I also made signage for staff to put out near the book bundles to help explain the concept. Signage is always important.
Giving Branch Staff a Heads Up
Before sending out anything, ever, it’s always important to give any staff that may be impacted a heads up. I put together a document explaining what we were doing, why we were doing it, what we were sending and when to all branch staff and gave them time to ask questions, give input, etc. Communicating with your coworkers is so important. It had detailed instructions to help alleviate any additional stress on staff. Then on the day I sent the book bundles out I resent the information and let them know that the book bundles were on their way.
On June 1, Teen Book Bundles were sent out to all of the branches and it was a go. We gave an end date of August 1 for our experiment. That gave us 2 months to collect data and get an idea of what we thought about the project. Due to branch size and circulation statistics, we only sent bundles out to 9 branches. The other branches just didn’t have the shelf space or circulation to warrant their inclusion in this experiment.
Analyzing the Data
Before going live, I ran circulation data for the titles in the teen book bundles. The previous year, they had collectively circulated 25 times. In the 8 weeks of the Teen Book Bundles circulation, they circulated 183 times. This was a 660% increase. Over half of the titles circulated at least once. In all, 58 bundles circulated, with several bundles circulating more than once. There were only 2 branches in which the book bundles did not circulate at all.
In addition, we looked at what bundle categories had circulated and what hadn’t. Contemporary romance and thrillers were hands down the best circulating categories. Other categories that circulated included 24 hours, Classic YA, Deadly Games, End of the World, Fairytales Retold, Revenge, Serial Killers, and Younger YA. Sadly, Altered Time, Foodie Fiction, Grief, Music, Mythical Monsters, Real Life, Road Trips, Senior Year, Space Opera. Short Stories, Social Media, Sports and Weird Towns had zero circulations.
So we sent 163 teen fiction titles that were sitting in storage in 50 Teen Book Bundles to 9 branch locations. At the end of 2 months they had circulated 183 times and slightly over 50% of the titles had circulated. We went from the titles having circulated 25 times total the year before to circulating 183 times in just 2 months.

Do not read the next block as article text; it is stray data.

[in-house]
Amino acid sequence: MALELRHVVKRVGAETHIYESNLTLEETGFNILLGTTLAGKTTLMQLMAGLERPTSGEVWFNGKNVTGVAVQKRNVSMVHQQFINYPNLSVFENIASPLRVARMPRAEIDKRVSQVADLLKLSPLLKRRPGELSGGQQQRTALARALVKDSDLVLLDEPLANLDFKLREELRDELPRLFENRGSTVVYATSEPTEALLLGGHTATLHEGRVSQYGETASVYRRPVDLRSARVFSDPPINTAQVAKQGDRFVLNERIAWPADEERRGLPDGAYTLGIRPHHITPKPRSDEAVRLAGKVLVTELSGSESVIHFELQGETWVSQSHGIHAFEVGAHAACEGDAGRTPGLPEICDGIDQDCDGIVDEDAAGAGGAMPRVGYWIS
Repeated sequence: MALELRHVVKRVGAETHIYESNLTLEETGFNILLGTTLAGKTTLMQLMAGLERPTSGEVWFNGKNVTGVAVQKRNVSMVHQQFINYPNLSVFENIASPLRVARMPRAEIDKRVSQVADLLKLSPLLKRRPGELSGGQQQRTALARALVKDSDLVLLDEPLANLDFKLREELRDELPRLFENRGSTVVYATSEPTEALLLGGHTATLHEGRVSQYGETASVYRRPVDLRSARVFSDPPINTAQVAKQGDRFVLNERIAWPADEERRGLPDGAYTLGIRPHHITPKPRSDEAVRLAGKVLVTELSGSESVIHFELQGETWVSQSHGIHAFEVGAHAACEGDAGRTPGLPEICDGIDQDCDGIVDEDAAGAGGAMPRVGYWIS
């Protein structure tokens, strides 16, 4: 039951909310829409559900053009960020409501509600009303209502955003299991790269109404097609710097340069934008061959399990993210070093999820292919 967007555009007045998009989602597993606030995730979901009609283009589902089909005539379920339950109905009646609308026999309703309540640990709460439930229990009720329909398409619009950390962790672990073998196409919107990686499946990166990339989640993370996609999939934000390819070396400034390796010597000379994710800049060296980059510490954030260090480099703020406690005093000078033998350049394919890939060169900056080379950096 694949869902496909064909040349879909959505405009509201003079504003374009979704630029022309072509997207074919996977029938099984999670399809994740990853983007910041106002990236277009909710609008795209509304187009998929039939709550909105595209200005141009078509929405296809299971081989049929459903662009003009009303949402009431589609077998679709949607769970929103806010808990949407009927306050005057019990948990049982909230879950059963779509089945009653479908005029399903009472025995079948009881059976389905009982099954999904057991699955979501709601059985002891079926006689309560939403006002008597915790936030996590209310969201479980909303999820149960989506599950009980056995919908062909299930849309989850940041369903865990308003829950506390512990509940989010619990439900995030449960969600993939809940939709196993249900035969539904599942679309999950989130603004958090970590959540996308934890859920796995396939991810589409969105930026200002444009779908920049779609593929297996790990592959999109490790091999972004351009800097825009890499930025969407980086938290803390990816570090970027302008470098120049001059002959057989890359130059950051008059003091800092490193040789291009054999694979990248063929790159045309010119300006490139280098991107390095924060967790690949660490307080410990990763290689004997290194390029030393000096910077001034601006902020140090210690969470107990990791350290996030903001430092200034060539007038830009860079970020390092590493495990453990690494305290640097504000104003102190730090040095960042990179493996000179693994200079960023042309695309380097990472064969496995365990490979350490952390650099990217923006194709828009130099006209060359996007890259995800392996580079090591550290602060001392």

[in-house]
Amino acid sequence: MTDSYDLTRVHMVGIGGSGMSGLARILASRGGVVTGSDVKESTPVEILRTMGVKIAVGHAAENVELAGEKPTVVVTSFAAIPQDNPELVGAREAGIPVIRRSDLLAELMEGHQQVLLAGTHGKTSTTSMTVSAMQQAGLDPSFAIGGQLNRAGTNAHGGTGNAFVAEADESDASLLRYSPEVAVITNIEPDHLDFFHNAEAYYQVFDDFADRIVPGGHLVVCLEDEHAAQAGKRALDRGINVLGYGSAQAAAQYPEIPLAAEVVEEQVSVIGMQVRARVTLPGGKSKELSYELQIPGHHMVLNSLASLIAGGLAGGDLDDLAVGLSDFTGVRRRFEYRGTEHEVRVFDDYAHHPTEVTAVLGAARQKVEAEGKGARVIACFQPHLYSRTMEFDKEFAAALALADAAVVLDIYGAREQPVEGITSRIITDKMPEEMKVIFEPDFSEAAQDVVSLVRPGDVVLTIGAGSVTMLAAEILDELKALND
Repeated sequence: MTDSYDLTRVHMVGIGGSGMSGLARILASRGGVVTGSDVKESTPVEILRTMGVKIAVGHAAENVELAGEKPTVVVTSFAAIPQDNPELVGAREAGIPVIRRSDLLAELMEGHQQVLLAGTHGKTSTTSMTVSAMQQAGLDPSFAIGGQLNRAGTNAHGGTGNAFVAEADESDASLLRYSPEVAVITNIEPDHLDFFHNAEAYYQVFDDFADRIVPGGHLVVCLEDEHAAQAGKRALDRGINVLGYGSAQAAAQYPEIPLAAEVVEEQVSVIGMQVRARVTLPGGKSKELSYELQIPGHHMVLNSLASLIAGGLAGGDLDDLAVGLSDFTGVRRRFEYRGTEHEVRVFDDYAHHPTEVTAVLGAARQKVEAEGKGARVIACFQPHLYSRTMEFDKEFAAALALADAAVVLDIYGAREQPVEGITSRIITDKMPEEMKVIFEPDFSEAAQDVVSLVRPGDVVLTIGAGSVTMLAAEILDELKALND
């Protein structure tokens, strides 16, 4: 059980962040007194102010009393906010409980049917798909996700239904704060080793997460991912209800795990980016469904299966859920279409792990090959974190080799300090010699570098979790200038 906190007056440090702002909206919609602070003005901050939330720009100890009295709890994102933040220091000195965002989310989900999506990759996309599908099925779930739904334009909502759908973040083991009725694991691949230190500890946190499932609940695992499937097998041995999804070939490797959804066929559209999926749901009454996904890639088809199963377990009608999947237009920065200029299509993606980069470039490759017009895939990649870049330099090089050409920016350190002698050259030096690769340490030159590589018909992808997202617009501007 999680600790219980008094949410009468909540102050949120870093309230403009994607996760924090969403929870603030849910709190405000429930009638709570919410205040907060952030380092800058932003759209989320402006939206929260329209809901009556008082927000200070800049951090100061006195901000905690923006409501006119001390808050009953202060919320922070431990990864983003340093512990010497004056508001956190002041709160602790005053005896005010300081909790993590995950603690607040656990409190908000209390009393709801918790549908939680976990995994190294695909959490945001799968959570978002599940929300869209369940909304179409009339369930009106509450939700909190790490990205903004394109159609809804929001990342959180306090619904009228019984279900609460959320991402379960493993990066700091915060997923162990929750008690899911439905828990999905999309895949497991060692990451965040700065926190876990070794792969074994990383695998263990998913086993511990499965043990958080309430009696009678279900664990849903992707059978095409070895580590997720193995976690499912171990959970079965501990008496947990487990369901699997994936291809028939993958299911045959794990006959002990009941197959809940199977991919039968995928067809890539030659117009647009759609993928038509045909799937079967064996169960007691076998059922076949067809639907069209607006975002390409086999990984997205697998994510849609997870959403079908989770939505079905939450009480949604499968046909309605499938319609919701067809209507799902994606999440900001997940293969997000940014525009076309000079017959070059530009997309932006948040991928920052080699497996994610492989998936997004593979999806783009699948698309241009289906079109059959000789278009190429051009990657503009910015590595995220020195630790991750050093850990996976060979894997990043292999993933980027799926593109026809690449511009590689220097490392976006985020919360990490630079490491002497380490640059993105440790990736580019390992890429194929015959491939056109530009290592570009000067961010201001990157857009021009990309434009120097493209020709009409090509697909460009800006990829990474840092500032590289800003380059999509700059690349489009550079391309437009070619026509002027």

Some Final Thoughts
I have been thinking a lot about how teens use the library and find new books to read, so I was pretty excited to do this experiment. Overall, I am excited about the outcome. Our current plan is to repeat this again next summer when teens have more free time for reading.
I also want to note that I have worked in a single branch system in the past and this would work there as well. Just run a report of books that aren’t circulating well and put them in book bundles to give them a circulation boost.
I was personally heartbroken that some of the categories that I love – see Weird Towns – that I worked hard to put together didn’t circulate, but it’s interesting to note what did and didn’t circulate. That’s useful information and also something to ponder.
In the end, putting the book bundles together really only took me 3 full time days, so about 24 hours. I had some false starts trying to figure out my process, but once I did it went quickly. I wrote a detailed outline with screenshots on the process in case I want to repeat it in the future or for my future replacement. I can’t emphasize enough how important it is to put together detailed process outlines with screen shots for tasks for training future replacements.
I highly recommend doing some variation of this that works best for you and your library if you want to get some additional circs out of low circulating titles.
Shoutout to my imeddiate supervisor and admin for being super cool and allowing me to do this, answering questions, and cheering me on.
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About Karen Jensen, MLS
Karen Jensen has been a Teen Services Librarian for almost 30 years. She created TLT in 2011 and is the co-editor of The Whole Library Handbook: Teen Services with Heather Booth (ALA Editions, 2014).